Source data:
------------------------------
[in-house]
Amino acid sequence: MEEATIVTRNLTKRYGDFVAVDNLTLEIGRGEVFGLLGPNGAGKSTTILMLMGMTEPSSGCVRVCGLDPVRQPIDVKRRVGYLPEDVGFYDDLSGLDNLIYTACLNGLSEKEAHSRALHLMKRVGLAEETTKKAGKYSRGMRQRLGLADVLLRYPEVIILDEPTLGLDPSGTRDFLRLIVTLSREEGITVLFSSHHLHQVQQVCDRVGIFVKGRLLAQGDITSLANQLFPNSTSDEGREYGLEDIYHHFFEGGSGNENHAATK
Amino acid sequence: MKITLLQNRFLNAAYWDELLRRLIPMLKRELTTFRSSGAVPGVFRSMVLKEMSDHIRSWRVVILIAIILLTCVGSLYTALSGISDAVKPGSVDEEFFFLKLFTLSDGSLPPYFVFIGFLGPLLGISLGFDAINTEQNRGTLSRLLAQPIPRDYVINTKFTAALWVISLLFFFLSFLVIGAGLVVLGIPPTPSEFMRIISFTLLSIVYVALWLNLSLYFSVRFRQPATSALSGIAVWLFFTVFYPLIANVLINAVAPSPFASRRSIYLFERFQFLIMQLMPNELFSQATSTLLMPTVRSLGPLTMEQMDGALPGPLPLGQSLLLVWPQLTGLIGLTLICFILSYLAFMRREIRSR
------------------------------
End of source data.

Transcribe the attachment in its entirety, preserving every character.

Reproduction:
[in-house]
Amino acid sequence: MEEATIVTRNLTKRYGDFVAVDNLTLEIGRGEVFGLLGPNGAGKSTTILMLMGMTEPSSGCVRVCGLDPVRQPIDVKRRVGYLPEDVGFYDDLSGLDNLIYTACLNGLSEKEAHSRALHLMKRVGLAEETTKKAGKYSRGMRQRLGLADVLLRYPEVIILDEPTLGLDPSGTRDFLRLIVTLSREEGITVLFSSHHLHQVQQVCDRVGIFVKGRLLAQGDITSLANQLFPNSTSDEGREYGLEDIYHHFFEGGSGNENHAATK
Amino acid sequence: MKITLLQNRFLNAAYWDELLRRLIPMLKRELTTFRSSGAVPGVFRSMVLKEMSDHIRSWRVVILIAIILLTCVGSLYTALSGISDAVKPGSVDEEFFFLKLFTLSDGSLPPYFVFIGFLGPLLGISLGFDAINTEQNRGTLSRLLAQPIPRDYVINTKFTAALWVISLLFFFLSFLVIGAGLVVLGIPPTPSEFMRIISFTLLSIVYVALWLNLSLYFSVRFRQPATSALSGIAVWLFFTVFYPLIANVLINAVAPSPFASRRSIYLFERFQFLIMQLMPNELFSQATSTLLMPTVRSLGPLTMEQMDGALPGPLPLGQSLLLVWPQLTGLIGLTLICFILSYLAFMRREIRSR